As a third year, things should start getting exciting. You have the freedom to focus more specifically on your chosen field of study as well as continue to pursue other areas of interest. Now is the time to start looking for opportunities to increase your leadership skills and hands-on learning that will help you stand out as an applicant. Challenge yourself by:
- Meeting with your faculty advisor to discuss writing an honors thesis if you're in an honors program.
- Attending regional, national or international conferences in your field.
- Presenting your research through the Undergraduate Research Center, other conferences, or through publications.
- Exploring the Amgen, Beckman, NSF REU, and PUF programs to support your research.
- Pursuing internships. If you have a passion for public service, explore opportunities to study and intern for a quarter in Washington DC through the UC Washington Program or in Sacramento through the UC Center Sacramento.
- Scheduling an appointment with the prestigious scholarship advisor to discuss fourth year scholarships. Fourth year applications require extensive work at the end of the third year and throughout the summer.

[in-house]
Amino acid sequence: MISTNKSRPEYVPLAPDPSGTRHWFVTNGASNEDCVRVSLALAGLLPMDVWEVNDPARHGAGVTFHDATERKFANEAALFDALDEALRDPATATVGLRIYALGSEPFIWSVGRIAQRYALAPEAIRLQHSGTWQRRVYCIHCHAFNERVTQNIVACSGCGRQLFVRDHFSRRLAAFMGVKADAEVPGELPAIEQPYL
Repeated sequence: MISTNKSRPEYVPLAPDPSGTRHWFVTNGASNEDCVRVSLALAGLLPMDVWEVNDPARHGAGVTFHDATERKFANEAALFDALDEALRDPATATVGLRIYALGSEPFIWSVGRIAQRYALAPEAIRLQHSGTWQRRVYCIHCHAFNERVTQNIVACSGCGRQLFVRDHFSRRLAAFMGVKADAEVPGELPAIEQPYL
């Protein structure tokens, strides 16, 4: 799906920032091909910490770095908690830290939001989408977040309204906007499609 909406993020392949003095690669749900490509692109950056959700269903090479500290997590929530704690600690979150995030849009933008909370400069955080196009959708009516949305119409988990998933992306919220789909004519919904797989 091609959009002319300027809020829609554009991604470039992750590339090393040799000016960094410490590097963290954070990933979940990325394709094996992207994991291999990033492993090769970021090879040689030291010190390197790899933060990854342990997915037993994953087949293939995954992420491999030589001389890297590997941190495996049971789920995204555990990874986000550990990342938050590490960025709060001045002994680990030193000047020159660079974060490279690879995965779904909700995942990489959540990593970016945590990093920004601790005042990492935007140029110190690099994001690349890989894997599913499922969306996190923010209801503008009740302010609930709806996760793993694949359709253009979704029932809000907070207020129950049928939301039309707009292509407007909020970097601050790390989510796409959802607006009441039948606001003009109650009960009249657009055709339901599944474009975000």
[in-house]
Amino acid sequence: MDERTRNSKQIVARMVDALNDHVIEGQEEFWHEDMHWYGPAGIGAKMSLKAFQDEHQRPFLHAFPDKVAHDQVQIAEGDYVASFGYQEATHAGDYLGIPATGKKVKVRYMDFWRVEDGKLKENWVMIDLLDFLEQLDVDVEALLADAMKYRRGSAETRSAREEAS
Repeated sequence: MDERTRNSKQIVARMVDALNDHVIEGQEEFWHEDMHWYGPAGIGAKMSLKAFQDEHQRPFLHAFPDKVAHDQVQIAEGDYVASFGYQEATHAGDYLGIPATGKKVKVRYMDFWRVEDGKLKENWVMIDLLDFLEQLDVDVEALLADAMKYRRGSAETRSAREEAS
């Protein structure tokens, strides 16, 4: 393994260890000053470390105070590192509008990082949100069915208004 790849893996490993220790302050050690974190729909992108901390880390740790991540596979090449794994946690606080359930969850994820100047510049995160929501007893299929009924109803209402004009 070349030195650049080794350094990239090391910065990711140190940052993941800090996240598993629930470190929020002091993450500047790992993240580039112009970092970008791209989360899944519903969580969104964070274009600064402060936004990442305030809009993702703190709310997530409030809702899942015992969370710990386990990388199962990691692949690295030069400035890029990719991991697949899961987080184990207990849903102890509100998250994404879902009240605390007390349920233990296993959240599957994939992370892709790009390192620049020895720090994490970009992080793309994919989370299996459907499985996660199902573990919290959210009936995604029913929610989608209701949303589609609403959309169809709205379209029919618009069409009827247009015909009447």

- Identifying faculty and other key individuals to write letters of reference considering how each reference writer will portray your skills and experience relative to the aims of each scholarship.
Prestigious scholarships you can apply for:
Planning for next year:
At the end of your third year, you should be thinking about whether your next step is graduate school or beginning your career. If you decide that graduate school is the right path for you and you're considering applying to Rhodes, Marshall, George J. Mitchell, Fulbright, Schwarzman, you will need to begin your application at the end of the third year. Many of the fourth year applications require extensive work and it's important to be mindful of those requirements. After you decide which opportunity is right for you, make an appointment with the prestigious scholarship advisor to discuss your application.